Global News Journal
Beyond the World news headlines
from Reuters Investigates:
By Rebekah Kebede
You wouldn't think you'd have to make hotel reservations months ahead of time in Karratha, a small, dusty town on the edge of the Outback a 16-hour drive from Perth, the nearest city. But with Australia’s commodities boom, Karratha is bursting at the seams and nowhere is it more apparent than when trying to find a place to stay.
(Above photo: A kangaroo stands atop iron ore rocks outside the remote outback town of Karattha in Western Australia. Reuters/Daniel Munoz)
About two weeks ahead of my trip up to Karratha, to do a special report on Australia's hunt for foreign labour, all hotel rooms within a 60-km radius were fully booked and after more than 20 calls, the travel agent was still coming up empty.
A few more desperate calls turned up a couple of rooms in a town called Roebourne, about 30 minutes away from Karratha at the Ieramugadu Inn, an old motel, which like many others in the area, had become worker accommodations as Karratha struggles to house the influx of labour into town. The bill came to over $200 a night—just shy of what it costs to book a room with a view of the Opera House in Sydney. The amenities at the Ieramugadu were somewhat different: a complimentary can of bug repellent, tin-foil covered windows to keep out the light for those on night shift, and a view of a truck parking lot through a hole in the tin foil.
By Robin Emmott
Securing the United States’s border from illegal immigrants, terrorists and weapons of mass destruction “continues to be a major challenge,” says the United States Government Accountability Office in a new report. It is also proving to be expensive in both lives and money.
In dollar terms, the outlay is substantial. Every time someone breaks a hole in the U.S.-Mexico border wall, it costs about $1,300 to repair. The estimated cost of maintaining the 661-mile (1,058 km) double-layered fence along part of its 2,000-mile (3,000 km) border with Mexico over the next 20 years is $6.5 billion, the GAO report says.
By Tim Gaynor
President Barack Obama’s signature battle to overhaul the United States’ $2.5 trillion healthcare industry to extend coverage and lower costs for Americans has met fierce opposition from Republicans.
But a move by Democrat backers to exclude 12 million illegal immigrants from buying health coverage and restrict the participation of authorized migrants has drawn the ire of U.S. Hispanics — a bloc that overwhelmingly turned out to vote for Obama in last year’s election.
Under Adolf Hitler, the Nazis tried to extinguish the culture and language of the Sorbs.
This week, a member of Germany’s indigenous Slavic minority won a state election for the first time. Stanislaw Tillich’s victory puts him firmly in control of Saxony, the most populous eastern state – and looks likely to catapult the 50-year-old to the front ranks of Chancellor Angela Merkel’s conservative Christian Democrats (CDU).
I had the chance to pose that question to a charismatic young German political leader who is sometimes likened by his supporters to the American President.
Greens party co-chairman Cem Oezdemir, the son of Turkish immigrants, became the first person from an ethnic minority elected to lead a major German party last year — a slogan at the time was “Yes, we Cem“. What might sound rather unspectacular in many industrial countries was actually an epic change in Germany, which until only a decade ago was loath to even acknowledge it was a country of “immigrants” (preferring to call its 7 million foreigners “guest workers”).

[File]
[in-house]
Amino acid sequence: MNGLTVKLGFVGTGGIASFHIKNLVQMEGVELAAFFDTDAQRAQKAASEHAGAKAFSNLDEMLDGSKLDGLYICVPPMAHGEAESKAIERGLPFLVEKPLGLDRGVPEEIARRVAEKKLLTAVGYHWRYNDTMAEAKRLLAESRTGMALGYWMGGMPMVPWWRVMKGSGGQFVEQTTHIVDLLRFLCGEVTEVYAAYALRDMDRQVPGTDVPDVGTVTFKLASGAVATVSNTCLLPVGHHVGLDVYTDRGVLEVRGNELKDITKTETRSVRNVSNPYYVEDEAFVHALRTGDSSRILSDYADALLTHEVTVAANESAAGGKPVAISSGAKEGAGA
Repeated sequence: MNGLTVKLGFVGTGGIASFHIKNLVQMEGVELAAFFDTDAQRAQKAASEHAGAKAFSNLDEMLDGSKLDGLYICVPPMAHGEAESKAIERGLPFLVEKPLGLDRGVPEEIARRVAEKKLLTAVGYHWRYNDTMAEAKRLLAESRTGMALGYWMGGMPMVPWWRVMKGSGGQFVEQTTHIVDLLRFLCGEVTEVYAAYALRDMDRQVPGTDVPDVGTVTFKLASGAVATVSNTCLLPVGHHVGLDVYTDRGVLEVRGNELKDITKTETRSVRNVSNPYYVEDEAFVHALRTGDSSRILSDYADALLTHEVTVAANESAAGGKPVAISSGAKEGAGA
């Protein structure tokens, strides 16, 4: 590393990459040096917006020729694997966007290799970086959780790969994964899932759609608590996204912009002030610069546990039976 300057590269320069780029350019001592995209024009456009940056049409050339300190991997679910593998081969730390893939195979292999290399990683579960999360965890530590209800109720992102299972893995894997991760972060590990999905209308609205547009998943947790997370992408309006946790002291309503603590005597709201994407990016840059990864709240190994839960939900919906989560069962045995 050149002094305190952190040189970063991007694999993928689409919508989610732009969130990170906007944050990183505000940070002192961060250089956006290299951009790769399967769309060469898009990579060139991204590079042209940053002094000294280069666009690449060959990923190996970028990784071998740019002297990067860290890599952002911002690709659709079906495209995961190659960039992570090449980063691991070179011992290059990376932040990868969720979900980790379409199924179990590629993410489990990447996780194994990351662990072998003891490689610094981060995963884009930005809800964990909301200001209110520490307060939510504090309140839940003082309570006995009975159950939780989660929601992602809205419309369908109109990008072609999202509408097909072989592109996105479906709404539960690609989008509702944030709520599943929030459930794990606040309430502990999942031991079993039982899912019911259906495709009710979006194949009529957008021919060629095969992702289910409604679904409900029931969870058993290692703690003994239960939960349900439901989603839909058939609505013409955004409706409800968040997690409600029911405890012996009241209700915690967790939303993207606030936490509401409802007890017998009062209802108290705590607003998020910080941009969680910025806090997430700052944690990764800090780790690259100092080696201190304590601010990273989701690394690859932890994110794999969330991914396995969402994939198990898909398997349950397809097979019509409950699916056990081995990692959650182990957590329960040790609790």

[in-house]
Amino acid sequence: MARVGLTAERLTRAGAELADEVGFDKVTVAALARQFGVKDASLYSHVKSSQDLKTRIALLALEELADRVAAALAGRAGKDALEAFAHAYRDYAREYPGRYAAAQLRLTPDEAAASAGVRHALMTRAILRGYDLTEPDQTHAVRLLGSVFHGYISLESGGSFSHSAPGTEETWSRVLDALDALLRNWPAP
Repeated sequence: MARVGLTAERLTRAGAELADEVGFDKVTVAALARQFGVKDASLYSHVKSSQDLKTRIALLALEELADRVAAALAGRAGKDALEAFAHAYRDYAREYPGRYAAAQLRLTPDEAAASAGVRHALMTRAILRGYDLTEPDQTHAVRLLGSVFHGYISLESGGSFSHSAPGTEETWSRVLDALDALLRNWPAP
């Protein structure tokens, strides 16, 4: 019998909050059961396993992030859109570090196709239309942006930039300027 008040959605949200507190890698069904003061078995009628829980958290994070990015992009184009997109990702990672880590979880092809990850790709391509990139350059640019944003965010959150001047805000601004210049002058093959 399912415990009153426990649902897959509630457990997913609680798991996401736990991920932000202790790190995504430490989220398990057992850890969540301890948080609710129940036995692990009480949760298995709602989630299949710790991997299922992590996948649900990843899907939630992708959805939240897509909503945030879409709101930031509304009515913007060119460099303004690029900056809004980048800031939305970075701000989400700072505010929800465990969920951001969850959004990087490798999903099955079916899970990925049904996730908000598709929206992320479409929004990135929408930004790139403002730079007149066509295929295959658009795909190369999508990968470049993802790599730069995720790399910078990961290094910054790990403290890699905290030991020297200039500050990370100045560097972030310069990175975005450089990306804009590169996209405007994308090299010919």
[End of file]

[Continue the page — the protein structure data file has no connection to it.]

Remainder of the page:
Two Algerians were detained by Egyptian authorities recently while trying to obtain a work visa from the Israeli embassy in Cairo, a local newspaper has reported, despite the fact that Algeria and Israel are still officially at war.
A survey, published by an Algerian newspaper, showed that up to half of Algeria’s young men are tempted by the idea of fleeing to Europe as illegal migrants to escape misery at home.
Why do so many people from a country – renowned by many in the Arab world for sacrificing up to one million people in a war to end 130 years of French rule – want to escape to Europe?
Algeria is a rich nation but its people are poor. It is the world’s fourth largest gas exporter and the tenth of oil. Foreign currency reserves have soared to $138 billion at the end of Nov. 2008 from $41 billion at the end of 2004.
Yet, the UNDP’s human development index, which measures quality of life, puts Algeria in 104th place, behind countries such as Cape Verde and Belize.
High unemployment, estimated at 70 percent among people under 30 – though official statistics give far lower figures – is driving many Algerians to desperate measures.
Earlier this year, police in the town of Chlef fought angry youths who had burned shops and buildings in the latest in a series of protests against lack of housing and jobs and what critics call an unresponsive political elite.
Algerian President Abdelaziz Bouteflika has led his North African Arab country out of a brutal civil war by combining military force with an amnesty for militants, but getting Algerians out of poverty appears to be proving more difficult.
He looks well placed to stay in office after his allies pushed through a law that allows him to seek a third term in office when his second term ends next year.
High oil prices over the past few years have helped the country of 33 million launch a $140 billion five-year national economic development plan and repay a large part of its foreign debt.
The Algerian government has promised a $100-150 billion national development drive from next year. But many Algerians ponder how to cope until such a plan takes off.
“We are desperate,” said Mohamed Tegar, a 32-year-old resident of Chelf. “We are six men living in a very small flat and all of us are unemployed. We don’t understand the local authorities’ reaction.”